I was poking around online the other day looking for info on the various KW factory-to-residential loft redevelopmment projects (no, I’m not in the market, yet), and came across a guy whose blog had some very useful info. However, he was also a classic example of a type that has annoyed the crap out of me for some time. I shall call them Toronto Lovers, TL for short.
Now, I know people who live in Toronto; I lived there myself for two years. I admit I do not understand their passion. Toronto and I have never clicked. I don’t hate it; there are some cool neighbourhoods, great restaurants, fun things to do, but it wasn’t “home” when I lived there and I don’t think ever will be. (That said, I’ve become rather more urban since I lived there, so I don’t think it would chafe or scare quite as much.)
Now, Toronto never having felt like home, I understand how the TLs in the KW area feel. I quote:
Although I spent five years at UW and have been working full-time in Waterloo for over 2 years, I still feel very much a visitor to the city. When I hear the word “home” I picture Bayview & Steeles, not Victoria & Park; the entry in my cell phonebook reads “Home Waterloo”, not “Home”. So it should come as no surprise that I approached this purchase more as an investment rather than the establishment of some kind of firm roots (probably much to Bonnie’s chagrin). Source: distrust.net.
Now, I want to be clear. I have nothing against this guy personally. I don’t know him and he doesn’t know me. He just conveniently embodies an attitude that bothers me and provided a nice, well-written example. Andrew is a TL to a degree. Cody is a glaring example. These folks aren’t all that rare. There are reasons the rest of the country glares in the direction of Lake Ontario.
What bothers me is this: TLs live here, work here, go to school here, buy homes here, presumably make friends and have families and socialize here. And yet they’re just visiting? KW pays your bills and educates your children and provides you with the opportunity to live in a house with more bedrooms and bigger backyards and, presumably, a better education than you think you would have gotten back in the Big Smoke or elsewhere.
Yes, KW lacks a few things that would be really awesome to have. There’s no kickass place to get Thai food (only decent Thai and pretty damn good Vietnamese). There’s no kickass place to go dancing (only hit or miss weakly “alternative” clubs). We’re short on leash-free dog parks and cafes to mellow out with a latte and your laptop. But we’re getting there. A nice chunk of Waterloo is now a WiFi zone. There’s a major redevelopment happening in the Waterloo core, with lofts and a bigger, better Vincenzo’s, and new stores, and better green space and parking. Neighbourhoods that had hookers and crackhouses in Kitchener five years ago now boast houses that regularly sell for over $200,000. There are theatres and restaurants and you can walk down King St. at 3am and not worry about it. That’s not bad. This is not a city of three million people. We’re a tenth that size. But we have two excellent universities and a college and some leading tech companies and a major chunk of the insurance business in Canada and we’re growing and changing to provide the things the TLs and their ilk have been complaining about KW not having. We also have some great “rural” stuff like two excellent Farmers’ Markets. And real, live Mennonites! It’s actually not that hard to eat fresh, local, and even organic here. And when you can get lemongrass and fish sauce at the Vietnamese markets in downtown Kitchener, that particular masala blend you like at the Indian grocery stores throughout the city, buffalo steaks or summer sausage at the St. Jacobs Farmers’ Market, over 200 cheeses (and just about everything else) at Vincenzo’s, and some of the best maple syrup on the planet both in stores, at markets, and at the end of people’s driveways, there isn’t much behind an argument for not being able to find just the perfect _____ for that dinner party.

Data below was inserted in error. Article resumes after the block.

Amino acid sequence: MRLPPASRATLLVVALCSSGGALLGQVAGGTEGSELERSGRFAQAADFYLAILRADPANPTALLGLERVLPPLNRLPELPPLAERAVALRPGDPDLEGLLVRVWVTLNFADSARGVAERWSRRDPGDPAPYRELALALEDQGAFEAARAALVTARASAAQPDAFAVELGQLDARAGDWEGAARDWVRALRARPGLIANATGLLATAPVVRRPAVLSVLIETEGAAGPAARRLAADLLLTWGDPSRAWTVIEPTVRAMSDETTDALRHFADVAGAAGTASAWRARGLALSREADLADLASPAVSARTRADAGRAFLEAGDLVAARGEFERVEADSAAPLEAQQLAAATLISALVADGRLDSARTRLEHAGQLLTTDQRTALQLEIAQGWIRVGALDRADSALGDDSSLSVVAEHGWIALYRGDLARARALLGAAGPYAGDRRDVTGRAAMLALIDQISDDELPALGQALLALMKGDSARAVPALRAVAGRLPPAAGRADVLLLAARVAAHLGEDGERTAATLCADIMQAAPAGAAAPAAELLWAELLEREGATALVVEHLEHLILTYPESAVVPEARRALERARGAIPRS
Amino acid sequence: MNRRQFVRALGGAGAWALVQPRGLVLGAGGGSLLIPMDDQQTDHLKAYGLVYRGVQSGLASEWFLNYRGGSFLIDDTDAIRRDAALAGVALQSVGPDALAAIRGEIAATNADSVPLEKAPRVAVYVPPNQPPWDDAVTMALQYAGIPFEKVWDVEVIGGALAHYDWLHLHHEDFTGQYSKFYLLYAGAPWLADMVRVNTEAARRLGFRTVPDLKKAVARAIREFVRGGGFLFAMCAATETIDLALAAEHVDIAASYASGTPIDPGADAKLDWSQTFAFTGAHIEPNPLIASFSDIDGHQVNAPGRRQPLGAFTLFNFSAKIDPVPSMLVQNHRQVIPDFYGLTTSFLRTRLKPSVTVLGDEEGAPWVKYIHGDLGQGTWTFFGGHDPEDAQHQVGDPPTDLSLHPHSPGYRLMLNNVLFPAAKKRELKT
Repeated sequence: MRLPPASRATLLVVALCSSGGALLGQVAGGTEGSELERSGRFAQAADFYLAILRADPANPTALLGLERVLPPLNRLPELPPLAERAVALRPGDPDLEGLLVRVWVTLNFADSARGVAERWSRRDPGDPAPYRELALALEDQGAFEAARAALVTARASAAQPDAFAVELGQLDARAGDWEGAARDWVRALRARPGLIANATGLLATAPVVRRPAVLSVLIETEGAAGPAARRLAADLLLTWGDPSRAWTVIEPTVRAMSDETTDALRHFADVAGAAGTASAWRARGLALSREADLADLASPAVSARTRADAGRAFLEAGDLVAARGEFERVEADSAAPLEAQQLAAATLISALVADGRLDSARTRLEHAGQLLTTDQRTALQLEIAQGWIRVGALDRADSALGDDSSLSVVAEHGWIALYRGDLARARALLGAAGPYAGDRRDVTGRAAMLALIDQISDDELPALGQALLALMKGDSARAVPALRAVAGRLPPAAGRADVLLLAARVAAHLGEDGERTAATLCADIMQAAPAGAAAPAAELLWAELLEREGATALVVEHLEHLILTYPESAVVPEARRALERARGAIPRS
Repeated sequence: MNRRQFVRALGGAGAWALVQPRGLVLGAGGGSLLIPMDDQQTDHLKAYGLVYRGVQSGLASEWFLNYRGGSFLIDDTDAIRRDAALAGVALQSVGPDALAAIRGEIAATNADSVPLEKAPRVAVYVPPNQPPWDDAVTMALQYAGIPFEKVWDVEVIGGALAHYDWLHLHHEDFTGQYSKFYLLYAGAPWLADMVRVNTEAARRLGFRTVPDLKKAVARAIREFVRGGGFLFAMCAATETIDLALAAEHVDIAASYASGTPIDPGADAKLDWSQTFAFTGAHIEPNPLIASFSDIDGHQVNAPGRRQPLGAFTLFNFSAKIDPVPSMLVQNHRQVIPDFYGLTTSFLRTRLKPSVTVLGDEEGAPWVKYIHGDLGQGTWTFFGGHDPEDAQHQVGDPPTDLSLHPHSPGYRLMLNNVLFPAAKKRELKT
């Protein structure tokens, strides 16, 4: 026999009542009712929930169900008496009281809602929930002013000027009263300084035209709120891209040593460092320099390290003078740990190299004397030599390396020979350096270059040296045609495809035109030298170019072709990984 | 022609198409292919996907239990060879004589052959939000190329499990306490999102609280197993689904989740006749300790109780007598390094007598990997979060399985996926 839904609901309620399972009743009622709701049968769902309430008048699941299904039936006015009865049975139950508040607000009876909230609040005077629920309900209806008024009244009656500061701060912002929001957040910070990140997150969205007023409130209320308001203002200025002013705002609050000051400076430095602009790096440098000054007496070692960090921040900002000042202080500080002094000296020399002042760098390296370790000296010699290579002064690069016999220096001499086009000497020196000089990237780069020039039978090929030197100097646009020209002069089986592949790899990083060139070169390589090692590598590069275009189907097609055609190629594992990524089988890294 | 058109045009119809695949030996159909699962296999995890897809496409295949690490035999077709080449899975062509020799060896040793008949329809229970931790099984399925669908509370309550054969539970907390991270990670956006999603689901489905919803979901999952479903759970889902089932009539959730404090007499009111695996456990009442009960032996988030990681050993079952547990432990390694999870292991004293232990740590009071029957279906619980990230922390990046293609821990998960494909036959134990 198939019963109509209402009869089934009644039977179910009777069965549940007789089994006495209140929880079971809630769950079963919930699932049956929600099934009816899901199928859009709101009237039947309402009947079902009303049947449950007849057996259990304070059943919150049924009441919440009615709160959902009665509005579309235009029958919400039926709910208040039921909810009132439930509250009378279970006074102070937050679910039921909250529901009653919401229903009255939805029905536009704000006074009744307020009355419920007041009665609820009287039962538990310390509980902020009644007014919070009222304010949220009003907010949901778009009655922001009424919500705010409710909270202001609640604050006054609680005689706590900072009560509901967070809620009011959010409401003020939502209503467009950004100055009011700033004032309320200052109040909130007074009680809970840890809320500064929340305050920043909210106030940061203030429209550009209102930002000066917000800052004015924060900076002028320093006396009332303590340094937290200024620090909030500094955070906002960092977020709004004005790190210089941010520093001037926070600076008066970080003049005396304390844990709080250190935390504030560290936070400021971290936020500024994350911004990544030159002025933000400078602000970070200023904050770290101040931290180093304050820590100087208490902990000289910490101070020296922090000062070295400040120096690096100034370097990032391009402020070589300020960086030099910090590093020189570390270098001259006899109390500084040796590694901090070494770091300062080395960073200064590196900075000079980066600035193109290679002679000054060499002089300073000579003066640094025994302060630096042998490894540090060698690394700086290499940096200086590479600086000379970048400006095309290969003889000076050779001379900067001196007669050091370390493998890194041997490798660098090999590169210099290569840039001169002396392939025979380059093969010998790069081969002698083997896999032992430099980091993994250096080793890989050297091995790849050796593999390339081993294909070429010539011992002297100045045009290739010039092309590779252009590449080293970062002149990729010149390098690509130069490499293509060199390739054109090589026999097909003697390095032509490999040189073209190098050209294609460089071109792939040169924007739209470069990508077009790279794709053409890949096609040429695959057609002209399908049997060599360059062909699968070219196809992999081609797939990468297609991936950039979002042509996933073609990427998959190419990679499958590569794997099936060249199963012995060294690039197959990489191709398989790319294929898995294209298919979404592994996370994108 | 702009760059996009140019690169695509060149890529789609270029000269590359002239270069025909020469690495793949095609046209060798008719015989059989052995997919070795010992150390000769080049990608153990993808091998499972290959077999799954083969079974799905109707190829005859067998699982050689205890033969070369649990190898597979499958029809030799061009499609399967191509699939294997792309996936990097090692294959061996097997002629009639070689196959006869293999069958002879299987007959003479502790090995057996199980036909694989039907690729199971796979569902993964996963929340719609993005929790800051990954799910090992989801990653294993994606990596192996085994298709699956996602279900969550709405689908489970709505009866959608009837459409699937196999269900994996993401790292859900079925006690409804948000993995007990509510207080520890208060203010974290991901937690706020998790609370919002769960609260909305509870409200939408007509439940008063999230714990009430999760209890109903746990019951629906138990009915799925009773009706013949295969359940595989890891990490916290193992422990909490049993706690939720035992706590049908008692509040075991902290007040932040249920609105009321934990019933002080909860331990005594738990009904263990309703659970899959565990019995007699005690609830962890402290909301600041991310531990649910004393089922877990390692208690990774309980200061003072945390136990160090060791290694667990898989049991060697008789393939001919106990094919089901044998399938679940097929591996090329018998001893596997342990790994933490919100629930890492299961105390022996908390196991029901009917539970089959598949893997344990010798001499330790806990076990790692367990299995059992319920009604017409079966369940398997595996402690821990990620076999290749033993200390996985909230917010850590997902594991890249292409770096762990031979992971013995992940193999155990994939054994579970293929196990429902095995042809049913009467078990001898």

The other part of what annoys me is that people like to whine, not act. The people that complain that KW lacks XYZ, have they done anything about it? Have they written their municipal government or spoken to businesses in Toronto that they like and said, “Hey, KW is really growing and there’s a major need for XYZ, you should totally open a shop there!” I doubt it. Why would you, when it’s easier to just hop on the 401 and flee to the east for the weekends? Why would you patronize the local businesses and help them grow and evolve into wildly popular services? Why would you patronize the artistic endeavours, or drink at the bars, or enroll your kids in the extra-curricular activities, or start a club?
Sure, some people do these things, but KW still isn’t home to them. Okay, it might never be. BUT. No one held a gun to your head to come live here, or take a job here, or buy a house here. You chose to be here, presumably after doing some research and finding out what the area is like (and if you didn’t, just shut up right now). But you chose to come, regardless of what negatives you learned about. So really? You knew what you were getting into. You don’t get to whine, especially if you’re not doing anything about it.
And hey, at the end of the day, it’s not like Kitchener-Waterloo is Hamilton or something… 😉